Scottsdale commenced a declaratory action, relying on Walters’ misrepresentations in the application. MBS relied on the adverse interest exception in arguing that Walters’ misrepresentations should not be imputed to MBS.

The Decision

The District Court characterized MBS’s attempt to take the benefit of the policy application, without the burden of Walters’ misrepresentations therein, as an “I want to have my cake and to eat it, too” argument. Applying the plain language of the misrepresentation warranty, and with the benefit of evidence from Scottsdale’s underwriter, the District Court concluded that Walters’ misrepresentations were material to Scottsdale’s terms of acceptance of the risk.

Turning to the issue of whether general agency principles prevented Scottsdale from relying on the misrepresentation warranty, the District Court rejected MBS’s “adverse interest” argument, relying on the “sole representative” exception. Generally speaking, where the agent is the sole representative of the principal in a transaction with a third party, her acts and knowledge are imputed to the principal in relation to that transaction, even if she is acting adversely to the principal. (This exception has also been recognized in Ontario law, in decisions such as jjBarnicke Ltd. v. Commercial Union Assurance Co. of Canada.)

The Eleventh Circuit Court of Appeals affirmed the District Court’s analysis with respect to the misrepresentation warranty. The evidence demonstrated that Walters’ answers to the two questions were false. Further, the underwriting evidence demonstrated that the misrepresentations were material to Scottsdale’s terms of acceptance of the risk. The Court also observed:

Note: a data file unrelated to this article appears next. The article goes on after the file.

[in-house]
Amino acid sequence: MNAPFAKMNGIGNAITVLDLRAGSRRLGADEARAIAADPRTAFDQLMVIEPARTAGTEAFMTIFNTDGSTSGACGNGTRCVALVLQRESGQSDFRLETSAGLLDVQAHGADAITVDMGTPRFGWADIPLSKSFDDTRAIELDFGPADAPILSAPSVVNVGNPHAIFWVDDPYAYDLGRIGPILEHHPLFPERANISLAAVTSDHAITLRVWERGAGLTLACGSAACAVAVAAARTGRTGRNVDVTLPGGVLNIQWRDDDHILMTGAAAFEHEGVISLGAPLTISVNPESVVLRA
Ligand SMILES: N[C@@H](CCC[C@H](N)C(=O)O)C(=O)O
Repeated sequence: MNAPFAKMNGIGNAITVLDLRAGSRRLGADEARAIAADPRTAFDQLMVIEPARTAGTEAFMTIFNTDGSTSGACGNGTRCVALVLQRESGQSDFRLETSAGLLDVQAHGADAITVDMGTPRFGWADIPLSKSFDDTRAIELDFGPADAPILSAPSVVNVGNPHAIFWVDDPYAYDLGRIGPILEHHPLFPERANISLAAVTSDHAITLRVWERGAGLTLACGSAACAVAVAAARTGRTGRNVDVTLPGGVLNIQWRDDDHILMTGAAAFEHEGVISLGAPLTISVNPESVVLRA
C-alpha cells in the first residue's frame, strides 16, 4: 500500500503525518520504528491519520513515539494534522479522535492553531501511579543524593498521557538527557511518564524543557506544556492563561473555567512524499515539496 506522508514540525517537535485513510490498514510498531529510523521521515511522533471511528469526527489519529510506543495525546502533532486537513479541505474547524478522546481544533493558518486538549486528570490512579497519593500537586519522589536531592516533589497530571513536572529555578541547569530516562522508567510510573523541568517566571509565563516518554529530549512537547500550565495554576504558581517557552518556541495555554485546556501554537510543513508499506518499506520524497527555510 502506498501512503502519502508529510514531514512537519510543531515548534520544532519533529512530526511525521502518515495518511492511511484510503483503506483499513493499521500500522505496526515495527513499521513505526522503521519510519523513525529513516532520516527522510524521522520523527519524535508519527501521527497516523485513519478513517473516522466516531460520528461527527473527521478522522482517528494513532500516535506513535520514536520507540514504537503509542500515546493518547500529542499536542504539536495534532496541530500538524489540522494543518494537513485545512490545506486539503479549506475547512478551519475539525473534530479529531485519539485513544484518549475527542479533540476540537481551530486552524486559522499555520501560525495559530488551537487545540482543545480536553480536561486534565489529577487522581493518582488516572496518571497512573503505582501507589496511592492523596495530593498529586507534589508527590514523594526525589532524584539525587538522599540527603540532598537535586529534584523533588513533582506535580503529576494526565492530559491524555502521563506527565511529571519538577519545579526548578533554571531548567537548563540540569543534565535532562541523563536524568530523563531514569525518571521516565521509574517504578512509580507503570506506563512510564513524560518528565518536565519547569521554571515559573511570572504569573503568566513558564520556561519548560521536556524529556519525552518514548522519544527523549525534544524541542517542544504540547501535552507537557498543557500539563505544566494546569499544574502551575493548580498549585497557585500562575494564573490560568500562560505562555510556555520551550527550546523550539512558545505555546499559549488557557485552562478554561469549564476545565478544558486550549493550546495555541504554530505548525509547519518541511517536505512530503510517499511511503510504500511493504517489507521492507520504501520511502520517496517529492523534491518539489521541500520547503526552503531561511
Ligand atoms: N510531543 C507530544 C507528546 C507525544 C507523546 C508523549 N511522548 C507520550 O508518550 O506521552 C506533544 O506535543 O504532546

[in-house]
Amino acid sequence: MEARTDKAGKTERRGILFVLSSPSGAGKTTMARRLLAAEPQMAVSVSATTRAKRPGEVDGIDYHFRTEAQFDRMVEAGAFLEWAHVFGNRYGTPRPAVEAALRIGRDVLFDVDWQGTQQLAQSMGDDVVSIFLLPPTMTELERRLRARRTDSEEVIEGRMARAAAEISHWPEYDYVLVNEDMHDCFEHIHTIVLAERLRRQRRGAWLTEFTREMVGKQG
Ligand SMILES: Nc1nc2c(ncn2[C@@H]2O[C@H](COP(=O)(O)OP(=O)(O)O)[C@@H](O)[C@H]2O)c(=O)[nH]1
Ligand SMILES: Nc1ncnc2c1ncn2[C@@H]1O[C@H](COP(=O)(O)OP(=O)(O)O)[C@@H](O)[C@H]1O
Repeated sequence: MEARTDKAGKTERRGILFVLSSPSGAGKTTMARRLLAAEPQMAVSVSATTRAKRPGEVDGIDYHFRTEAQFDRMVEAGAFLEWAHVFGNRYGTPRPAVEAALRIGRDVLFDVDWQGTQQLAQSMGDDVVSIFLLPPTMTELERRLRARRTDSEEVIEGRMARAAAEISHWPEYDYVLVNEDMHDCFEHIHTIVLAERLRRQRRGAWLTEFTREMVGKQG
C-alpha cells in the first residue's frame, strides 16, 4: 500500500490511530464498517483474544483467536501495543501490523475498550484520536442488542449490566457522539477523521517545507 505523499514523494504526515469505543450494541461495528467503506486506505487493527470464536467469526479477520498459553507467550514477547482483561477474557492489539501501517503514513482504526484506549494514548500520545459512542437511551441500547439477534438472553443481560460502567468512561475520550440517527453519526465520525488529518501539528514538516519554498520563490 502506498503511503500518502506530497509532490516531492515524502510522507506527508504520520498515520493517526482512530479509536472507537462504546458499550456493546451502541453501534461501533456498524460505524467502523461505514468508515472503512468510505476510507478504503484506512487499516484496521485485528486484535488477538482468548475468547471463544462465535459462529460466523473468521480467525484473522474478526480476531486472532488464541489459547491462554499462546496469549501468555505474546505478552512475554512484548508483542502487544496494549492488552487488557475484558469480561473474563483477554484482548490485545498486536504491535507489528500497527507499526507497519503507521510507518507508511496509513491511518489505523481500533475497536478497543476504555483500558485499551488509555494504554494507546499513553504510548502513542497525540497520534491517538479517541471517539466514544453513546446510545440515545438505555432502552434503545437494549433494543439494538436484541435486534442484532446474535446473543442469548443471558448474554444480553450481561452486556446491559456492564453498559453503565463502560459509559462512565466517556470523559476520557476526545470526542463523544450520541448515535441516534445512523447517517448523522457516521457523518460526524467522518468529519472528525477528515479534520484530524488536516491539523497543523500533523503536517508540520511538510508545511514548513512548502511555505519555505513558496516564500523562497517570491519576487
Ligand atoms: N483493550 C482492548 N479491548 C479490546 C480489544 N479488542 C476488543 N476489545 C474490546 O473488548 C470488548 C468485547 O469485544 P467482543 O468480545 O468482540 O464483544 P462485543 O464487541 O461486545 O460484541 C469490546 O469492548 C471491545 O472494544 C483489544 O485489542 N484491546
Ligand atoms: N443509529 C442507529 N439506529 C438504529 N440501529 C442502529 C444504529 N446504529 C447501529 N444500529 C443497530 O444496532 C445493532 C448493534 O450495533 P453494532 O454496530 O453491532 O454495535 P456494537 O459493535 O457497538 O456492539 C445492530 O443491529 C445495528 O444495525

Finally, that Walters’ criminal conduct itself was allowed to continue over a lengthy period of five to seven years, when it likely would have been found had the controls inquired about in Questions 3 and 4 been in place, indirectly exemplifies the materiality of the misrepresentations.

In affirming the District Court’s conclusion, the Eleventh Circuit did not expressly address the applicability of the “adverse interest” principle or the “sole representative” exclusion, confining its analysis solely to the relevant policy provisions themselves.

Conclusions

The injection of agency principles into the misrepresentation analysis makes coverage analysis more difficult and, on a broader level, raises numerous competing considerations, such as underwriting accuracy, the reasonable expectations of both insureds and insurers, the principle that only fortuitous losses should be covered, and general notions of fairness. Martinez, Inc. provides an example of an appellate court applying a well-worded misrepresentation warranty to find no coverage, without express resort to the application of agency law principles.

Scottsdale Indemnity Company v. Martinez, Inc., 2015 WL 3823728 (11th Cir.)